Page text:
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Don’t sweat it - go and sit under a tree if you’re feeling seasick

Hammam E., Dawood T., Macefield V. (2012). Low-frequency galvanic vestibular stimulation evokes two peaks of modulation in skin sympathetic nerve activity. Experimental Brain Research, 219: 441-446 Details

Customer study highlights

For some, the gentle rocking motion of a boat can cause uneasiness, whilst in others it may provoke nausea, pale sweaty skin, altered breathing and even vomiting. To make matters worse, any natural tendency to seek out refuge in a cabin bed, for example, will aggravate the sickness due to heightened mismatch between vestibular and visual sensory streams. 

Researchers at the University of Western Sydney have performed a number of studies to establish the connection between vestibular stimulation and physical symptoms of motion sickness. Macefield and colleagues use low-frequency sinusoidal galvanic vestibular stimulation (sGVS) to mimic slow body movement – sGVS itself can provoke feelings of nausea in people prone to motion sickness. Their previous studies have revealed that sGVS causes heightened muscular sympathetic nervous system activity.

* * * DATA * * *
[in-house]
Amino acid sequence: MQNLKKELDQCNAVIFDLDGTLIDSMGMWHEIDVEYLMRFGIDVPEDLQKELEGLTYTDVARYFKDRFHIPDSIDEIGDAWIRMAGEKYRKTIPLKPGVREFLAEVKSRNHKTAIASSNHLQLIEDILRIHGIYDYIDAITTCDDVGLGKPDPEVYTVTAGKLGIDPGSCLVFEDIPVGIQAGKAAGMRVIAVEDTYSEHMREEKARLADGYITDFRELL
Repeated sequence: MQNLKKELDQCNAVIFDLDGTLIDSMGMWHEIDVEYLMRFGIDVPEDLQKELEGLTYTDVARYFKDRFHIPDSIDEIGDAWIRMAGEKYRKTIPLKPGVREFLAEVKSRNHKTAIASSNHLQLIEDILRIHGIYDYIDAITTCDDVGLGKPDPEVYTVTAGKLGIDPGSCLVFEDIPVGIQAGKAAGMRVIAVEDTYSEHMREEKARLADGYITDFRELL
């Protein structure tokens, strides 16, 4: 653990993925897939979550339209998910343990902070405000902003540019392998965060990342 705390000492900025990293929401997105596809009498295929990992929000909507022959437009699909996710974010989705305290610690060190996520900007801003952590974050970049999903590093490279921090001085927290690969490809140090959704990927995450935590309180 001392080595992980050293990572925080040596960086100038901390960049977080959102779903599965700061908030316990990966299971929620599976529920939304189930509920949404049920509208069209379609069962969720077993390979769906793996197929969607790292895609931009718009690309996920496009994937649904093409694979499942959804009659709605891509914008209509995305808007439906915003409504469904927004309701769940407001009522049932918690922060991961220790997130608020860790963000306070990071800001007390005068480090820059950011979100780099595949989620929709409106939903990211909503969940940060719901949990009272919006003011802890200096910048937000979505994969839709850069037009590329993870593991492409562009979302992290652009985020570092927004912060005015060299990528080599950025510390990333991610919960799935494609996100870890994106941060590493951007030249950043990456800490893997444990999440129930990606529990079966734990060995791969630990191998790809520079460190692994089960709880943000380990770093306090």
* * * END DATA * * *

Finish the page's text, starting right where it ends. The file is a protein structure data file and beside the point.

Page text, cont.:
In this study microneurography was used to monitor skin sympathetic activity (SSNA), recorded from the left common peroneal nerve using a NeuroAmp amplifier. Subjects received sGVS applied to the right mastoid process, i.e., near the peripheral vestibular organs. Sweat release and SSNA, along with blood pressure, ECG, respiratory rate and skin blood flow, were sampled and digitized with a PowerLab 16SP. 

In all 11 subjects, sGVS gave the illusion of movement, such as the feeling of “rocking in a boat”. Analysis of SSNA bursts revealed two distinct processes: a large SSNA burst associated with the sGVS waveform peak, and a smaller SSNA burst associated with the sGVS waveform trough. This combined vestibular output is postulated to drive the medullary raphe to elicit SSNA responses. 

These findings reveal how the vestibular system activates skin sympathetic outflow – accounting for the pallor and sweatiness in people with motion sickness. The authors also found that this effect was greater in subjects reporting nausea following sGVS, which supports the view that motion sickness may result from exaggerated vestibular-sympathetic reflexes.

31 Aug 2012

By Matthew Goddard

Science Manager

Researcher, Dad and motorbike racer.